Rates on fixed mortgages increase only slightly
WASHINGTON (AP) – Average rates on U.S. fixed mortgages rose this week but remained near record lows, a trend that is leading more Americans to buy homes or refinance their loans.
Mortgage buyer Freddie Mac said Thursday that the average rate on a 30-year loan increased to 3.37 percent from 3.32 percent last week. That's just above the 3.31 percent rate of a month ago, the lowest on records dating to 1971.
The average on the 15-year fixed mortgage dipped to 2.65 percent from 2.66 percent last week. The record low is 2.63 percent.
Low rates have spurred home sales and helped spark a modest housing recovery. They have also led more people to refinance, which typically lowers monthly mortgage payments and boosts consumer spending.
Leading index declines
WASHINGTON (AP) – A measure of the U.S. economy designed to signal future activity fell in November, suggesting that growth could remain weak in the early part of next year.
The Conference Board said Thursday that its index of leading indicators dropped 0.2 percent in November, compared with October, when the index had risen 0.3 percent. It was the first decline in the index since a 0.4 percent fall in August. The index is intended to anticipate economic conditions three to six months out.
The November decline marked the fourth time the index has fallen this year.
The major components of the index that contributed to the weakness were a rise in applications for unemployment benefits, a fall in stock prices and drop in new orders for manufactured goods.
Jobless applications rise
WASHINGTON (AP) – The number of Americans applying for unemployment benefits rose last week by 17,000, reversing four weeks of declines. But the number of people seeking aid is consistent with a job market that continues to grow modestly.
Unemployment claims rose the week of Dec. 15 to a seasonally adjusted 361,000 from a revised 344,000 the week before.
The less-volatile four-week moving average fell 13,750 to 367,750, lowest since late October. Applications had surged in early November after Superstorm Sandy, then dropped back.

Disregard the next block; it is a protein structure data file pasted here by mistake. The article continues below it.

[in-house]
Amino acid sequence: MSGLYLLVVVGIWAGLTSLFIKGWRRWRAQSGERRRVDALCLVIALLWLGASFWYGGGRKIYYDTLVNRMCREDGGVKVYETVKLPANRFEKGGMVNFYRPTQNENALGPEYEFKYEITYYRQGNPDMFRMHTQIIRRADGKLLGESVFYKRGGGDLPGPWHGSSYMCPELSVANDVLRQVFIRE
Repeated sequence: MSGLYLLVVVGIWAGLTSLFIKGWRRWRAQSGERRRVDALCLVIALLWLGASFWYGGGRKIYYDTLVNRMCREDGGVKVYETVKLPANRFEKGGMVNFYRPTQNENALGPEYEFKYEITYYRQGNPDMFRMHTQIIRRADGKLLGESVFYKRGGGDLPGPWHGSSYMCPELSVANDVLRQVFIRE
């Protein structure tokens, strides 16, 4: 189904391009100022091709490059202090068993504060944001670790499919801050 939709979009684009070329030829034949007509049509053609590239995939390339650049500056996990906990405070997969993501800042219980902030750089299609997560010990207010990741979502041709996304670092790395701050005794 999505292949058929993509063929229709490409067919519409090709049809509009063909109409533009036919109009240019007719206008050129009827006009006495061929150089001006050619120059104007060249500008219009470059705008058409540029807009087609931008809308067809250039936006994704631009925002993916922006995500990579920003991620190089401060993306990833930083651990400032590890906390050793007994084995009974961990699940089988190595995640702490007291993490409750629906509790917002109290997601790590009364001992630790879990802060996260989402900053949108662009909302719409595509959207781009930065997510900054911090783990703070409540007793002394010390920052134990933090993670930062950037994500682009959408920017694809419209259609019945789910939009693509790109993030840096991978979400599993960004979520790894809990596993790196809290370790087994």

Camry poor in crash test
DETROIT (AP) – The Toyota Camry, the best-selling car in the U.S., performed poorly this year in a new crash test and failed to get the best safety rating from an insurance industry group.
The Insurance Institute for Highway Safety gave the Camry a "Poor" rating on a test that measures how well people are protected when the front corner of a car hits another car or an object.
The Camry still did well on the institute's other four tests and earned a "Top Safety Pick" designation. But it failed to get a "Top Safety Pick-Plus" rating because of the bad performance on the new "small overlap" test of corner crashes.
Ten moderately priced midsize cars got the institute's highest rating. They include the Honda Accord, Chrysler 200, Dodge Avenger, Ford Fusion, Kia Optima, Nissan Altima, Subaru Legacy and Outback, Suzuki Kashai and the Volkswagen Passat.
Astronics gets military pact
Astronics Corp. has been picked to supply the exterior lighting system for a military transport and tanker aircraft made by Embraer Defense and Security, the East Aurora aircraft lighting and electronics manufacturer said.Astronics did not disclose the value of the contract, which calls for the company to make navigation, anti-collision, landing, taxi, aerial refueling and formation lights for the new KC-390 aircraft, which is expected to begin service in 2016.